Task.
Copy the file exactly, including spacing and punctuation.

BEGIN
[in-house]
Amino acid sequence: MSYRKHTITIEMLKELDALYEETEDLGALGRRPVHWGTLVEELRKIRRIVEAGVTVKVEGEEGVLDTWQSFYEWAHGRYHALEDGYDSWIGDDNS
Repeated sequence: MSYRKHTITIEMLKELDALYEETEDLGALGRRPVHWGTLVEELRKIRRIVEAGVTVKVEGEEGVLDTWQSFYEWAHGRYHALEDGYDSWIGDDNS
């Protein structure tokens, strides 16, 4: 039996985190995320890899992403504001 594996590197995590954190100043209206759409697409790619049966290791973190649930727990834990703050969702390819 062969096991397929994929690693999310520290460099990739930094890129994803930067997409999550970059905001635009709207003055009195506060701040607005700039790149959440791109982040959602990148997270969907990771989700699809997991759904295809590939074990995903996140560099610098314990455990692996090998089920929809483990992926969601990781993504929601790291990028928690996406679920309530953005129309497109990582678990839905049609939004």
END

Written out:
[in-house]
Amino acid sequence: MSYRKHTITIEMLKELDALYEETEDLGALGRRPVHWGTLVEELRKIRRIVEAGVTVKVEGEEGVLDTWQSFYEWAHGRYHALEDGYDSWIGDDNS
Repeated sequence: MSYRKHTITIEMLKELDALYEETEDLGALGRRPVHWGTLVEELRKIRRIVEAGVTVKVEGEEGVLDTWQSFYEWAHGRYHALEDGYDSWIGDDNS
């Protein structure tokens, strides 16, 4: 039996985190995320890899992403504001 594996590197995590954190100043209206759409697409790619049966290791973190649930727990834990703050969702390819 062969096991397929994929690693999310520290460099990739930094890129994803930067997409999550970059905001635009709207003055009195506060701040607005700039790149959440791109982040959602990148997270969907990771989700699809997991759904295809590939074990995903996140560099610098314990455990692996090998089920929809483990992926969601990781993504929601790291990028928690996406679920309530953005129309497109990582678990839905049609939004």